Lee Fohl’s second season as Sox skipper was a nightmare. They won 47 games – even worse than in 1906. It remains the fewest wins ever in a Red Sox season. Almost the best that could be said for the team is that they won the last three games of the season. Those three wins constituted their longest winning streak of the season (it tied one other three-game winning streak back in May). Basically, they lost a LOT of games, 105.
There were a couple of reasons for this, but first and foremost may have been the pitching staff, which had an earned run average of 4.97. The fielding was pretty poor, too, with 63 errors more than in 1925. Put those two together and the number of runs allowed was 922 – more than six runs per game! That’s a pretty deep deficit to overcome, and the hitting didn’t help. The team average was .266. No other team was that bad.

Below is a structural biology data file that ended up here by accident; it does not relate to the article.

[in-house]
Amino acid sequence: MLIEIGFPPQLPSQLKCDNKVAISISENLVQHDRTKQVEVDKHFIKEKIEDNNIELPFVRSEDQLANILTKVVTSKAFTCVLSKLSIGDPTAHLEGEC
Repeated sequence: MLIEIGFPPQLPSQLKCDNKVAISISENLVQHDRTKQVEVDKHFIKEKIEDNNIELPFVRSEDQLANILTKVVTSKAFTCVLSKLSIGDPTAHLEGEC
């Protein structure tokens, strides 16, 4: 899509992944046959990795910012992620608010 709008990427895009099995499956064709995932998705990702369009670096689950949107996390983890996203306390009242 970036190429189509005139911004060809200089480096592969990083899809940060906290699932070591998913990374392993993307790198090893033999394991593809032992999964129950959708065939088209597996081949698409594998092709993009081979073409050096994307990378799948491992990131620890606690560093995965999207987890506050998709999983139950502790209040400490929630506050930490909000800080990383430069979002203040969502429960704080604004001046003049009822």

The 12-17 month of May was the best month the team had all year long. April had seen the team get off to a 2-10 start. July was the worst, at 6-24. Rookie Ted Wingfield had a 12-19 record, significantly better than the team’s .309 winning percentage. Not one other pitcher even won 10 games. Ehmke and another rookie, Red Ruffing, each won nine, but they lost 20 and 18 games respectively.
In his first full season, first baseman Phil Todt drove in 75 runs, all it took to lead the team. Ike Boone drove in 68. Todt hit 11 home runs, and Boone hit nine. His .330 average led the team, though newcomer Roy Carlyle
Those fans who cheered at the end of 1924 when the Red Sox lost and the Senators edged out the Yankees for the pennant were likely pleased that the New York team dropped all the way to seventh place – finishing 28 ½ games behind the 1925 Senators. But there was almost as big a gap between seventh place and eighth place. The Red Sox, last in the league, were 49 ½ games behind. And many of those fans seem to have just stayed home. The team drew 180,000 fewer fans than it had in 1924, about a 40% drop.By Bill Nowlin